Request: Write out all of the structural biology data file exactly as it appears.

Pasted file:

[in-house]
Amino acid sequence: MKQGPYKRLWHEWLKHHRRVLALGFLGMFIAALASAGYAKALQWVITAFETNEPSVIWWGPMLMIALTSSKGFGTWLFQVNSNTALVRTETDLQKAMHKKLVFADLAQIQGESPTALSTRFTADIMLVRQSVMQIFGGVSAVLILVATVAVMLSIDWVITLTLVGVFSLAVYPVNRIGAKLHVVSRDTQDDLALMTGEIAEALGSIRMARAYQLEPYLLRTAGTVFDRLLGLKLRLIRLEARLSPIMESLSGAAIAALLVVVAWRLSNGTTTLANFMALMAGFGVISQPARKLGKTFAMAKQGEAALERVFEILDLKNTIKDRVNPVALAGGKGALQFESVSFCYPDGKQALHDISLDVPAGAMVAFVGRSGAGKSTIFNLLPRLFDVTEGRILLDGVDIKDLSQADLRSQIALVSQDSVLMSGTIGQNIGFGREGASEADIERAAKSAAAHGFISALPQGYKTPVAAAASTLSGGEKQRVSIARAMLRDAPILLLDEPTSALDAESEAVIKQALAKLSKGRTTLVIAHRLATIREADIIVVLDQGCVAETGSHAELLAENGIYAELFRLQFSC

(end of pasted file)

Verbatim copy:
[in-house]
Amino acid sequence: MKQGPYKRLWHEWLKHHRRVLALGFLGMFIAALASAGYAKALQWVITAFETNEPSVIWWGPMLMIALTSSKGFGTWLFQVNSNTALVRTETDLQKAMHKKLVFADLAQIQGESPTALSTRFTADIMLVRQSVMQIFGGVSAVLILVATVAVMLSIDWVITLTLVGVFSLAVYPVNRIGAKLHVVSRDTQDDLALMTGEIAEALGSIRMARAYQLEPYLLRTAGTVFDRLLGLKLRLIRLEARLSPIMESLSGAAIAALLVVVAWRLSNGTTTLANFMALMAGFGVISQPARKLGKTFAMAKQGEAALERVFEILDLKNTIKDRVNPVALAGGKGALQFESVSFCYPDGKQALHDISLDVPAGAMVAFVGRSGAGKSTIFNLLPRLFDVTEGRILLDGVDIKDLSQADLRSQIALVSQDSVLMSGTIGQNIGFGREGASEADIERAAKSAAAHGFISALPQGYKTPVAAAASTLSGGEKQRVSIARAMLRDAPILLLDEPTSALDAESEAVIKQALAKLSKGRTTLVIAHRLATIREADIIVVLDQGCVAETGSHAELLAENGIYAELFRLQFSC